Permanent Resident Certificate row

Dr Ganesh Malhotra
Few days back whole world celebrated the women day. International Women’s Day is a day to celebrate womanhood, their social, political, cultural, political, economic achievements and their significant contributions to society and importance on gender equality. People across the world come together to recognise women – not just well-known personalities, but also each woman who plays a pivotal part in the shaping of their lives. But in J&K situation is different. Till now the constitutional and other legal provision applicable in J&K speaks something else particularly Permanent Resident law of J&K with regard to women.
The J&K Constitution, which was adopted on November 17, 1956, defined a Permanent Resident (PR) of the state as a person who was a state subject on May 14, 1954, or who has been a resident of the state for 10 years, and has “lawfully acquired immovable property in the state”. The J&K legislature could alter the definition of PR through a law passed by two-thirds majority.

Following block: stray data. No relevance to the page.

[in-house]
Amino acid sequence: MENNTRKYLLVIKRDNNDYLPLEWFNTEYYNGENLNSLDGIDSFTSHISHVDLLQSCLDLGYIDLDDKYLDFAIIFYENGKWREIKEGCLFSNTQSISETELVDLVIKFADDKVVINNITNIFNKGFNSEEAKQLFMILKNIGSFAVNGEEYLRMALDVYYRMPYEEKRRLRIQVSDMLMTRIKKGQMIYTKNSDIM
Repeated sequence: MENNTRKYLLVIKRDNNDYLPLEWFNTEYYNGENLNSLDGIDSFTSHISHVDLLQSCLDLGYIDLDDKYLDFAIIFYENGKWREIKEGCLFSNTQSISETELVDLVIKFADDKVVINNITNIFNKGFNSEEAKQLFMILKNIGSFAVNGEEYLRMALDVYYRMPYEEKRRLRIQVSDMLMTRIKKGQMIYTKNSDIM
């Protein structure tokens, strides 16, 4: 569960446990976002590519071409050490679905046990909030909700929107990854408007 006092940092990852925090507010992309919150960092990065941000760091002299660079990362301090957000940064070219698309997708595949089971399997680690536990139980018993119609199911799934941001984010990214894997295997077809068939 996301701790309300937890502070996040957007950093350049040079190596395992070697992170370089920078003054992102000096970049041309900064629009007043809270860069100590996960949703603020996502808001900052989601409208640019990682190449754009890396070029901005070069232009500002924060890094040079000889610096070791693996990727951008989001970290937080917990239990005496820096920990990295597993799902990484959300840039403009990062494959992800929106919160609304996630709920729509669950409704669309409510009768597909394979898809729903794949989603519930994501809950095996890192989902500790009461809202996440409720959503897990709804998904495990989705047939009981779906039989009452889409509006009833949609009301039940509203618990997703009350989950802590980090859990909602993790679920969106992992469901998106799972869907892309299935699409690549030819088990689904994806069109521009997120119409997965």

The PR law replicated a state subject law promulgated by the king Maharaja Hari Singh in 1927.
Prior to 2002, the Revenue Department was issuing Permanent Resident Certificates (PRCs) to the female residents of Jammu and Kashmir with the endorsement as “Valid Till Marriage”. This became ground for a petition before the State High Court about 14 years back whereby selection of a doctor was challenged on the plea that she was married to non state subject.
The judgment of Single Judge whereby selection was quashed was challenged in the Division Bench of J&K High Court and keeping in view the involved legal issue a Full Bench comprising of Justice V Jhanji, Justice T Doabia and Justice M Jan was constituted.